In an unpublished decision on August 19, the California Court of Appeal, Fourth District, reinstated a class action asserting construction defect claims against a nationwide homebuilder.  The case is located at 2015 WL 4940630, at *1 (Cal. Ct. App. Aug. 19, 2015).  In reviving the class action, the court of appeal reversed a lower court decision which had stricken the class allegations from the plaintiff’s complaint.

The court’s decision to reinstate the class means that the class action lawsuit will now proceed to discovery and an evidentiary hearing on whether the class may be certified.  This is a significant decision, as it effectively opens the door to class claims against homebuilders (and potentially other service providers employed in the homebuilding industry) arising out of alleged construction defects on California residential development and construction projects.

Class actions are commonly filed in California state and federal courts, as California courts are often viewed by the plaintiff’s bar as favorable to class treatment.  Allowing class treatment of claims can be a game-changer, as the potential liability may increase exponentially, making even relatively trivial damages claims serious as they are distributed among large classes of plaintiffs.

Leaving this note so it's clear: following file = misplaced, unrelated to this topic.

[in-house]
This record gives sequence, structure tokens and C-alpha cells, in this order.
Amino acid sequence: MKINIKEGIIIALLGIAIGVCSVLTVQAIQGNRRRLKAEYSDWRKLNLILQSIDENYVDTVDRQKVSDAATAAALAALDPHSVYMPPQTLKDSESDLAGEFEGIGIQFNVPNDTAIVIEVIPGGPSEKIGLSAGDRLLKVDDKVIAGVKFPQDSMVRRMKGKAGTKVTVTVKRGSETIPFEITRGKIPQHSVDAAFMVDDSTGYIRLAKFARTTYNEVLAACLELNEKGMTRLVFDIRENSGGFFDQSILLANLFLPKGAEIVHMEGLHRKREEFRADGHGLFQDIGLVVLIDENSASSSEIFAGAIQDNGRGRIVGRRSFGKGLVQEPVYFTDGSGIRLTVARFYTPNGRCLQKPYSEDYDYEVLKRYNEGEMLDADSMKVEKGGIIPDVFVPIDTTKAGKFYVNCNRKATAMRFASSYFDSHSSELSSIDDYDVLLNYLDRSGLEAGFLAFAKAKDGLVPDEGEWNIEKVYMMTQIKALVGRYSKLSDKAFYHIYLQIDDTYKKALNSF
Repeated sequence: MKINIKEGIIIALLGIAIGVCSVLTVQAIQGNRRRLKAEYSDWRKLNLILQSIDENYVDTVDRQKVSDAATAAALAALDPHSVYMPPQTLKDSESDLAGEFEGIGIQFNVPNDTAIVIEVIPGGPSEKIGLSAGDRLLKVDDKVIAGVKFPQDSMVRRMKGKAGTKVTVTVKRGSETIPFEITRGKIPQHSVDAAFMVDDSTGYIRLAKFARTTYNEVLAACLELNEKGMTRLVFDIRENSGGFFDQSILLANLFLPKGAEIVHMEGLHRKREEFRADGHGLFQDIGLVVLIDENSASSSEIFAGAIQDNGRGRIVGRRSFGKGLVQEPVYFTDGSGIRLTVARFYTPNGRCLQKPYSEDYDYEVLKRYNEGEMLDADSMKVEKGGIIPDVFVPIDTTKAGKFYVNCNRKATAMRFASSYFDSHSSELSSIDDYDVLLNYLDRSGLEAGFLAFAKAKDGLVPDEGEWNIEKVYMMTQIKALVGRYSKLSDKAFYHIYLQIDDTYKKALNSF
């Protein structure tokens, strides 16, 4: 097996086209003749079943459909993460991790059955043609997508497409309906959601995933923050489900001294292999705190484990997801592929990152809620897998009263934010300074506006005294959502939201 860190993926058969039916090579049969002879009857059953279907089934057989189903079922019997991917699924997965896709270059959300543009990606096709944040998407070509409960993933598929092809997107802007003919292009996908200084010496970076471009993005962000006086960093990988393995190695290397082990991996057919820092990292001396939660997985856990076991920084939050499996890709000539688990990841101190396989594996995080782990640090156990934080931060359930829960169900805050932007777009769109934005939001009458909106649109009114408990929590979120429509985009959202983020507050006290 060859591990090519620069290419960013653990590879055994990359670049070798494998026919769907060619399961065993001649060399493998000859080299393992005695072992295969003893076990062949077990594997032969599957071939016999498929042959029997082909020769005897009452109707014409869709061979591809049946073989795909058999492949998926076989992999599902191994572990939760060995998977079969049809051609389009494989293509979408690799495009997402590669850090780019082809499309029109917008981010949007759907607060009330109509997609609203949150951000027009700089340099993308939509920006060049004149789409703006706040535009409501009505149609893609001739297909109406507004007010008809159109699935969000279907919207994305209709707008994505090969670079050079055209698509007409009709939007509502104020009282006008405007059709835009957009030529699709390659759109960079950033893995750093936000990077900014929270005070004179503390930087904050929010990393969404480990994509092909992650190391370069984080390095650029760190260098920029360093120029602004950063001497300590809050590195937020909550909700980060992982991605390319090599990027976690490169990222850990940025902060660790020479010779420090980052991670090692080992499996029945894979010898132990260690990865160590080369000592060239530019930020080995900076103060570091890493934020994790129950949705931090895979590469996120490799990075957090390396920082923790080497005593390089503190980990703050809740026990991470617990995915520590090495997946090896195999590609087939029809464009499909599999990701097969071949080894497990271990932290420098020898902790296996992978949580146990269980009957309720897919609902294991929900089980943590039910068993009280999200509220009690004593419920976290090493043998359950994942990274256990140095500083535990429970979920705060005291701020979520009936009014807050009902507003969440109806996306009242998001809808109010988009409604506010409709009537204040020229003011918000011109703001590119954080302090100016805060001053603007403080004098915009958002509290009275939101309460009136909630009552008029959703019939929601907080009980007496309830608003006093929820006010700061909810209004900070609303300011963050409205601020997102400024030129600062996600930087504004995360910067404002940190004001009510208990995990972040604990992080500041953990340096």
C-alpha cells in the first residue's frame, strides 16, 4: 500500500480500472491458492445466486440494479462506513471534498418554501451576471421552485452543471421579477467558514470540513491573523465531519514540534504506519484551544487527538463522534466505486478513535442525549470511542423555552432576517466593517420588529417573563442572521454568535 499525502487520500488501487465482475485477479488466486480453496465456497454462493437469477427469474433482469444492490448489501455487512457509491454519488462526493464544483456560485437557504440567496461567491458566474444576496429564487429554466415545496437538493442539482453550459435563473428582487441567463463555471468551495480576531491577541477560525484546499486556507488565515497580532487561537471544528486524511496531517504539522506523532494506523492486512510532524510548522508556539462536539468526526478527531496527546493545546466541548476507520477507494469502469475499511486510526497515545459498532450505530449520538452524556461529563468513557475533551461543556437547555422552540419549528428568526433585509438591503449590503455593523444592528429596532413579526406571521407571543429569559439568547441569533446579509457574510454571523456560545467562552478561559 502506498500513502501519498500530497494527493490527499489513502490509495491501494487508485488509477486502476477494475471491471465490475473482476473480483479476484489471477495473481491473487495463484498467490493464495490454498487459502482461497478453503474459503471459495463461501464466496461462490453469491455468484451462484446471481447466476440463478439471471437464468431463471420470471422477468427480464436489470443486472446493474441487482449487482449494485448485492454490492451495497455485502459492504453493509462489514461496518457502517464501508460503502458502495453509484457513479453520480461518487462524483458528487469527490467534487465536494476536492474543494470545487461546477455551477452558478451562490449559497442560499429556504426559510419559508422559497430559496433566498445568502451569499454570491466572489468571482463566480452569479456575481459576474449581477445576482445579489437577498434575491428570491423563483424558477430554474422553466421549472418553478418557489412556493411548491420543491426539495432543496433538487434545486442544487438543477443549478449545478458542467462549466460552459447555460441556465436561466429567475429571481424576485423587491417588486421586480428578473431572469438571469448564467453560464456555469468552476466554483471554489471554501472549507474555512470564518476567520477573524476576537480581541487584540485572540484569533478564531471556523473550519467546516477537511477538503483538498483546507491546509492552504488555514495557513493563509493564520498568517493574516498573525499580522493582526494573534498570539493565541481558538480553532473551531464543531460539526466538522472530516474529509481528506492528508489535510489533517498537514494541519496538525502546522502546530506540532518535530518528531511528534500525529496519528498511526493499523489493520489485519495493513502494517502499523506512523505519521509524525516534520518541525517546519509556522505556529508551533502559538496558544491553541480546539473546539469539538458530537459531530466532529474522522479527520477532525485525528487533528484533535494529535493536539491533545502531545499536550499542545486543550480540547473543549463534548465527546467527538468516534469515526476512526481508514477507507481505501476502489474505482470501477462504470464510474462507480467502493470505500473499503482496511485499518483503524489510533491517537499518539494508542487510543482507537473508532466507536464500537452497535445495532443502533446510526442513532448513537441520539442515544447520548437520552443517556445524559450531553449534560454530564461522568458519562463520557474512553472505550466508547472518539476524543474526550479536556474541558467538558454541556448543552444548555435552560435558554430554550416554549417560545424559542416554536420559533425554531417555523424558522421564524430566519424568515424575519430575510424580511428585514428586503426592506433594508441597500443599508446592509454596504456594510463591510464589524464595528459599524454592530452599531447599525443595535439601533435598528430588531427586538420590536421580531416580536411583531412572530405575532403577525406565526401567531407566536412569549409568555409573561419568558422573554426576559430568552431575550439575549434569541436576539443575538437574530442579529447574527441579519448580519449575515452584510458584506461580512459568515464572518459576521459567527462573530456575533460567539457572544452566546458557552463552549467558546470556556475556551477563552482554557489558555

Construction defect claims, while often pooled together for case management purposes, were previously thought unsuitable for class treatment in California because of the individual factual questions that must be determined on a house-by-house basis.  The defendant homebuilder made this argument, but the court rejected it:

Despite defendant’s attempts to confuse the issue, there is nothing here based on the allegations of the complaint that suggests that each house is so unique that common facts, such as liability and defenses, cannot be considered as a class.

2015 WL 4940630, at *3. While the decision is, for now, unpublished, it could signal a troubling trend for companies involved in the homebuilding industry in California.  It is not yet clear whether the decision will be appealed to the California Supreme Court.